Con Edison Steam for Cooling-Is it Still a Viable Alternative?

Con Edison steam has provided reliable service to its customers for over 100 years, with over 1,800 steam customers south of 96th street Con Edison has capacity close to 13,000 Mlbs.

More importantly, the steam system provides close to 625,000 tons of cooling, relieving the Con Edison electric grid of close to 375 MW of electricity that it does not need to carry or a supplier produce in the peak of summer.

Each year with the summer peak cooling season about to commence, various energy consultants (Curtailment Service Providers or “CSP’s) begin to offer enrollment incentives to sign up for NYISO sponsored Emergency Demand Response Programs (EDRP) which offers a higher incentive but is mandatory and for a longer duration or Day Ahead Emergency Demand Response Programs (DADRP) which is voluntary but offers less of an incentive for demand side peak load reduction when called upon in order to relieve this strain on the grid. NYSERDA also offers under their Existing Building Program 0.55/kw/ton avoided for replacement of a steam driven chiller with another steam chiller and not to install electric. Con Edison also offers $2/Mlb to steam cooling customers (for only two years) as an incentive to stay with steam cooling and not consider electric. All sounds like found money for those whose steam chillers are coming to the end of their useful life.

Leaving loyalty to steam aside, one has a fiduciary responsibility to explore all options when a steam chiller comes to the end of its useful life. Cassidy Turley, managing agent for 12M square feet of commercial space in the tri state area, recently performed a study to replace two 330-ton low pressure steam absorption chillers serving a Class A office building in Midtown Manhattan. Using actual data such as steam costs which ranged from $20 to $25 per Mlb, with Single stage (low pressure) absorbers consuming about 17 lbs/ton and Double stage (high pressure) absorbers consuming about 8 lbs/ton. To obtain an apples to apples comparison of steam driven versus electric driven cooling chillers, 1100 full load hours per year was applied against a peak load of 650 tons. Inputting the above resulted in a first year cost of $300,000 to operate single stage steam chillers and $150,000 a year to operate two stage steam chillers. In comparison, electric drive machines whose efficiencies range from $.55/kw/ton to $.60/kw/ton; the annual electric cost was calculated to be approximately $125,000 per annum. Additionally, the first cost of a single stage absorber is approximately 25% greater than a comparable electric drive chiller; with a two stage high pressure chiller almost double the cost. Taking the above into account and even with the inclusion of an electrical upgrade tips the balance of going with an electric drive chiller with a break even of around 10 years. Cassidy Turley therefore recommended, and ownership accepted our recommendation with validation from an independent consultant.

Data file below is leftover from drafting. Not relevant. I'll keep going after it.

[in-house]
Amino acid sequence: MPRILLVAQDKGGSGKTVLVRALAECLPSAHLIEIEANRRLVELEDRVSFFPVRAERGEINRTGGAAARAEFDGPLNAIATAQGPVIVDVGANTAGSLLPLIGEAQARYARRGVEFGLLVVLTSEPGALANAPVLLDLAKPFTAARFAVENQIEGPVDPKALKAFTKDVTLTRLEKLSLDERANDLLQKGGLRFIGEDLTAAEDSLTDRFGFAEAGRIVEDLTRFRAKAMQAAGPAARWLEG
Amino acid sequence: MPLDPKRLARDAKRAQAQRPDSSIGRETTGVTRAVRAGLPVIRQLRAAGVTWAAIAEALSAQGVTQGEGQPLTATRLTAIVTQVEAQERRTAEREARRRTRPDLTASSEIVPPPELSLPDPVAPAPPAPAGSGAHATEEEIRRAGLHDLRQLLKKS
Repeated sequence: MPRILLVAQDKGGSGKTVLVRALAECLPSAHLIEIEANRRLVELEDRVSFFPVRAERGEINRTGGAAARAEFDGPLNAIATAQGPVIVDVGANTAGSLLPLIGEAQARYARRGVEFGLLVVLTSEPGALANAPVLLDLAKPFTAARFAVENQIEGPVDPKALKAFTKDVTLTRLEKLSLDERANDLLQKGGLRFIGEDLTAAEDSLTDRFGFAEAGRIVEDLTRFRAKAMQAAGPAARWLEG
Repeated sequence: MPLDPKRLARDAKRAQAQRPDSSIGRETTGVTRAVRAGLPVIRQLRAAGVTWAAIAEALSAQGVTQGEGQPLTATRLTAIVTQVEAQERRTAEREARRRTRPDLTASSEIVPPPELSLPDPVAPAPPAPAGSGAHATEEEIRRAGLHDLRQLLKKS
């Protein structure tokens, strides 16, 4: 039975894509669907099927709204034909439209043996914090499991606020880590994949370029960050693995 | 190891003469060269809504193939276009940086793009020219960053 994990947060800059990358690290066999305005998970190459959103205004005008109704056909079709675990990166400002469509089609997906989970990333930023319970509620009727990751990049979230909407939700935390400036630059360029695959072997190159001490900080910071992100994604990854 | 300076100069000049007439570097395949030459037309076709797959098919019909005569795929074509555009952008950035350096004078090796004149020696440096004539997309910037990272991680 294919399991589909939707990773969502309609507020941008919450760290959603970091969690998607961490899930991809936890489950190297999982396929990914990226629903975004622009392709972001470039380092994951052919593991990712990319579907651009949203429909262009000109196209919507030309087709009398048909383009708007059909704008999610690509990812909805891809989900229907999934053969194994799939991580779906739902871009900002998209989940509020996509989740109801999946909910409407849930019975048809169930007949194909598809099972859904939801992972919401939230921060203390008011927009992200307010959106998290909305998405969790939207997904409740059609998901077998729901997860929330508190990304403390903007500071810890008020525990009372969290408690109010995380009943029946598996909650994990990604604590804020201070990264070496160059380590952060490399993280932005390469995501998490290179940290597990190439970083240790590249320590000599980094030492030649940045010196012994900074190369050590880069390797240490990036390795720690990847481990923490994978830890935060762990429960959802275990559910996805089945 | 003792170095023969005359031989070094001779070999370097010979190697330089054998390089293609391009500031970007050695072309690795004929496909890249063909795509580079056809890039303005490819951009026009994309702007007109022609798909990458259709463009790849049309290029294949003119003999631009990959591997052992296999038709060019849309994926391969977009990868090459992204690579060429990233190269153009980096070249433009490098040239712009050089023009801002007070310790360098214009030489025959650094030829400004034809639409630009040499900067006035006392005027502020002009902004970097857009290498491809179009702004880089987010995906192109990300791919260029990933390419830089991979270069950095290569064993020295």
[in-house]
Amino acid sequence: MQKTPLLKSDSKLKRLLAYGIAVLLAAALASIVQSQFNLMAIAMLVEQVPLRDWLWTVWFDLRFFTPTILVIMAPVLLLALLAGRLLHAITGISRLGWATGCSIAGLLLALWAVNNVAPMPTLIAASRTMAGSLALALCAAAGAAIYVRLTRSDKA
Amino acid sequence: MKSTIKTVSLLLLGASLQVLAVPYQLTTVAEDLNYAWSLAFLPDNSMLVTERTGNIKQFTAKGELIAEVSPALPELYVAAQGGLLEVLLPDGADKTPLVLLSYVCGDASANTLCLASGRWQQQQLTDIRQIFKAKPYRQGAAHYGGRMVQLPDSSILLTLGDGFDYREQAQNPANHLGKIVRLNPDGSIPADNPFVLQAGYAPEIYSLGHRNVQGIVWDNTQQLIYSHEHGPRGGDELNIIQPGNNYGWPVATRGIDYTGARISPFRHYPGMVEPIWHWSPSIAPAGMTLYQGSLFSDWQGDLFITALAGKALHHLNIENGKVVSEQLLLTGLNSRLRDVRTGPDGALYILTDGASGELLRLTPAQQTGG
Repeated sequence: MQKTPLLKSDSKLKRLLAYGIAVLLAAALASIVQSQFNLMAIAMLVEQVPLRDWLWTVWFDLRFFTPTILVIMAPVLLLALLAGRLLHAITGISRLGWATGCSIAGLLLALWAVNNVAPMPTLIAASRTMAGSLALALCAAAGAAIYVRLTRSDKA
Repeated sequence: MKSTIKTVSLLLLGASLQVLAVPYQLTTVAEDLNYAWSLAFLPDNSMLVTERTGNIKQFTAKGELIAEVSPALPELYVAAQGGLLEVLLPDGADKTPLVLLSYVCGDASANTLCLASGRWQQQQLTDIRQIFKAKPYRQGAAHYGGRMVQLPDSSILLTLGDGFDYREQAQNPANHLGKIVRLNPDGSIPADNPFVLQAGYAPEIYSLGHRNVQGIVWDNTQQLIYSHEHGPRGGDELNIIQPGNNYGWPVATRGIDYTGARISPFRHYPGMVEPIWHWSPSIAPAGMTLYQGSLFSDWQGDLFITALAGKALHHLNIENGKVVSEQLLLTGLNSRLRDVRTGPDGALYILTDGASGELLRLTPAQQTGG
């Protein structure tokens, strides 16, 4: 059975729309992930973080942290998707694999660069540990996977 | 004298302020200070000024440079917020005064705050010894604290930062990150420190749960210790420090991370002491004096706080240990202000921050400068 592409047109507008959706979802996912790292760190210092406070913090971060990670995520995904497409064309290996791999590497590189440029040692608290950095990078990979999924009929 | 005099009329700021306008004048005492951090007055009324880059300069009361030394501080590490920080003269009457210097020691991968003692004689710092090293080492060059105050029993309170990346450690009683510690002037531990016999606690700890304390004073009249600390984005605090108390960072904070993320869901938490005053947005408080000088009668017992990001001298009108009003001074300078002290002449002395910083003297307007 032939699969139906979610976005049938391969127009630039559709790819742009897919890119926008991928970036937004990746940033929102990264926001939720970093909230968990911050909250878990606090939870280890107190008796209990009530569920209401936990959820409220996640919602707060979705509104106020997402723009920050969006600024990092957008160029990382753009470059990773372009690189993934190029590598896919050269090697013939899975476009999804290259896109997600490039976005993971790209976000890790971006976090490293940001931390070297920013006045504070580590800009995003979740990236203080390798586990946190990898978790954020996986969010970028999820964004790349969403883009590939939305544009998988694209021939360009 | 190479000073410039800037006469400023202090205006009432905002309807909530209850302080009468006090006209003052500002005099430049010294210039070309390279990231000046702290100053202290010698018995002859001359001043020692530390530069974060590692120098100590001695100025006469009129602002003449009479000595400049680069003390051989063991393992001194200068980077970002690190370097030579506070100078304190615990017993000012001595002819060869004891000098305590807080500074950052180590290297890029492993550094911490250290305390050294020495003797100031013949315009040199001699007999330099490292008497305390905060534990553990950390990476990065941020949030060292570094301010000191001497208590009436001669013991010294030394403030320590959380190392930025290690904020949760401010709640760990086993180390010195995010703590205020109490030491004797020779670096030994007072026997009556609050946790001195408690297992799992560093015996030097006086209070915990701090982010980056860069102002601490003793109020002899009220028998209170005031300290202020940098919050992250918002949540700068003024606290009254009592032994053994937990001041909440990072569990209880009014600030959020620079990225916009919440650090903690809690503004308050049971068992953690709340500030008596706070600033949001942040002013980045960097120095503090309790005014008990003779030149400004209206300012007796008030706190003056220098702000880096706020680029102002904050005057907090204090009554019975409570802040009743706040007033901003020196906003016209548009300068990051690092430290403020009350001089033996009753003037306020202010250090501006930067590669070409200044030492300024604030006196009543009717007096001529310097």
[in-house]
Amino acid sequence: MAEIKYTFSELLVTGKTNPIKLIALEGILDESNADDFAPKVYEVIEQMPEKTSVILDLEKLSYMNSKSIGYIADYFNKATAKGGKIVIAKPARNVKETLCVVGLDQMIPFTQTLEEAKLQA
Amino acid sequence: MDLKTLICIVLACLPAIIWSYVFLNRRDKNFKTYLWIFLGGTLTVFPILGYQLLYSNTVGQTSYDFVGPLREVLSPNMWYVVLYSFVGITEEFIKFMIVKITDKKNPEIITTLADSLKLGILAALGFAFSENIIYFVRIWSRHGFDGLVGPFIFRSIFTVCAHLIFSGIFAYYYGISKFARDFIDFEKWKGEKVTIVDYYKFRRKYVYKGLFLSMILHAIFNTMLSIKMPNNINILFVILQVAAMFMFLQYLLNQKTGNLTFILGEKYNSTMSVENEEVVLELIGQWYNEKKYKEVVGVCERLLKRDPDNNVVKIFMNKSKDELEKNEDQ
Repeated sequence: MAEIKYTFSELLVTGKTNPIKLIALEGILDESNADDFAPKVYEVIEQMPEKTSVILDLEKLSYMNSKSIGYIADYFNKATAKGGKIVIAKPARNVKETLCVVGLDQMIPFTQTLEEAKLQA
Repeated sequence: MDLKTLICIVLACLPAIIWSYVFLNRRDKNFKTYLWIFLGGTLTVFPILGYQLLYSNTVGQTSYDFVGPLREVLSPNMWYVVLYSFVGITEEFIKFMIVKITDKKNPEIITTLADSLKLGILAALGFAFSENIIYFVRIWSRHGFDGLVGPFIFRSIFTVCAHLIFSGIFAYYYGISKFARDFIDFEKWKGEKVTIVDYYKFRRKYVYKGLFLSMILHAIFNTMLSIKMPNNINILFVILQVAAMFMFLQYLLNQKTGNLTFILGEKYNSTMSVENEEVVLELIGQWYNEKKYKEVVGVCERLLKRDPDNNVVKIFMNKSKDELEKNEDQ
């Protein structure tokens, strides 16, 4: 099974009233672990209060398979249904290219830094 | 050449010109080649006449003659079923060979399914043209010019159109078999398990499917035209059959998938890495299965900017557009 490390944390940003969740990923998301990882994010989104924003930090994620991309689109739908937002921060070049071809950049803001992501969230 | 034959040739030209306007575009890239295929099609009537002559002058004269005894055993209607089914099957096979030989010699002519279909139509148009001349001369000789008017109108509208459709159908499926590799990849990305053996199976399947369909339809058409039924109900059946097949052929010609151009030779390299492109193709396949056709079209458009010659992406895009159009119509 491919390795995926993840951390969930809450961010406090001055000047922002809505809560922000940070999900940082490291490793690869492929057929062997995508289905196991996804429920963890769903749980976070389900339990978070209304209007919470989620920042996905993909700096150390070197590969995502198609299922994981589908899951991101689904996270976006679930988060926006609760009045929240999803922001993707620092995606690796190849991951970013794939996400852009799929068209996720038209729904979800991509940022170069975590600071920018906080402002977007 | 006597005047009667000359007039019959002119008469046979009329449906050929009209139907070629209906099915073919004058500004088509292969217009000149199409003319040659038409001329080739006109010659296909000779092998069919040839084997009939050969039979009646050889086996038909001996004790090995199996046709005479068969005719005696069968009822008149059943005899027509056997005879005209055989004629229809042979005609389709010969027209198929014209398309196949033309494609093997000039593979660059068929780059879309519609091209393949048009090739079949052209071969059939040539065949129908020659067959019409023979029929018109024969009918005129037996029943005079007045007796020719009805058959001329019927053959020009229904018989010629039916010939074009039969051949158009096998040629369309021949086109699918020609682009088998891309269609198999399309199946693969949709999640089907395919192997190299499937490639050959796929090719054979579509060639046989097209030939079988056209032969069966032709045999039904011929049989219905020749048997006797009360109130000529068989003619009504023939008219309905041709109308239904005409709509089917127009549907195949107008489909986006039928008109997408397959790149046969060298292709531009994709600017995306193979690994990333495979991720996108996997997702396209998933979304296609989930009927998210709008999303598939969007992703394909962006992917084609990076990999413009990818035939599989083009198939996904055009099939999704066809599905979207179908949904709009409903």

In summary, I find it very disconcerting that these two business units operate independently, with the end user in the end paying higher costs even as they continue to implement energy conservation measures year after year.

What are your thoughts?

Jack Terranova, PE, LEED AP
Senior Vice President
Cassidy Turley, New York